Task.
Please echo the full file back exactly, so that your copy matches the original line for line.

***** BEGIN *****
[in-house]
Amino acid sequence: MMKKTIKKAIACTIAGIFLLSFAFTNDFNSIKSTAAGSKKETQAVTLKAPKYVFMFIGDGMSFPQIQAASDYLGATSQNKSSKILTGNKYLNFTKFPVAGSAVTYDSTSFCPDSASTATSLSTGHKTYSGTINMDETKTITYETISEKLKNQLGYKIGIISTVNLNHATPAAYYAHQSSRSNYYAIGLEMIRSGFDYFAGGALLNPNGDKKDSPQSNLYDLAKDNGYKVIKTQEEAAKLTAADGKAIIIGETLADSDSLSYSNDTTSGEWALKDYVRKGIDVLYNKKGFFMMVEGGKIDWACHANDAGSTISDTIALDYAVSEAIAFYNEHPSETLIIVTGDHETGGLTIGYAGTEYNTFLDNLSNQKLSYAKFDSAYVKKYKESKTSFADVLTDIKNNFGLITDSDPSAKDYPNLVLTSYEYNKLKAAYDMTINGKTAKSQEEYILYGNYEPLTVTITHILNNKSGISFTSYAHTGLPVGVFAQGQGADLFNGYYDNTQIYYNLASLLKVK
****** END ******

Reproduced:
[in-house]
Amino acid sequence: MMKKTIKKAIACTIAGIFLLSFAFTNDFNSIKSTAAGSKKETQAVTLKAPKYVFMFIGDGMSFPQIQAASDYLGATSQNKSSKILTGNKYLNFTKFPVAGSAVTYDSTSFCPDSASTATSLSTGHKTYSGTINMDETKTITYETISEKLKNQLGYKIGIISTVNLNHATPAAYYAHQSSRSNYYAIGLEMIRSGFDYFAGGALLNPNGDKKDSPQSNLYDLAKDNGYKVIKTQEEAAKLTAADGKAIIIGETLADSDSLSYSNDTTSGEWALKDYVRKGIDVLYNKKGFFMMVEGGKIDWACHANDAGSTISDTIALDYAVSEAIAFYNEHPSETLIIVTGDHETGGLTIGYAGTEYNTFLDNLSNQKLSYAKFDSAYVKKYKESKTSFADVLTDIKNNFGLITDSDPSAKDYPNLVLTSYEYNKLKAAYDMTINGKTAKSQEEYILYGNYEPLTVTITHILNNKSGISFTSYAHTGLPVGVFAQGQGADLFNGYYDNTQIYYNLASLLKVK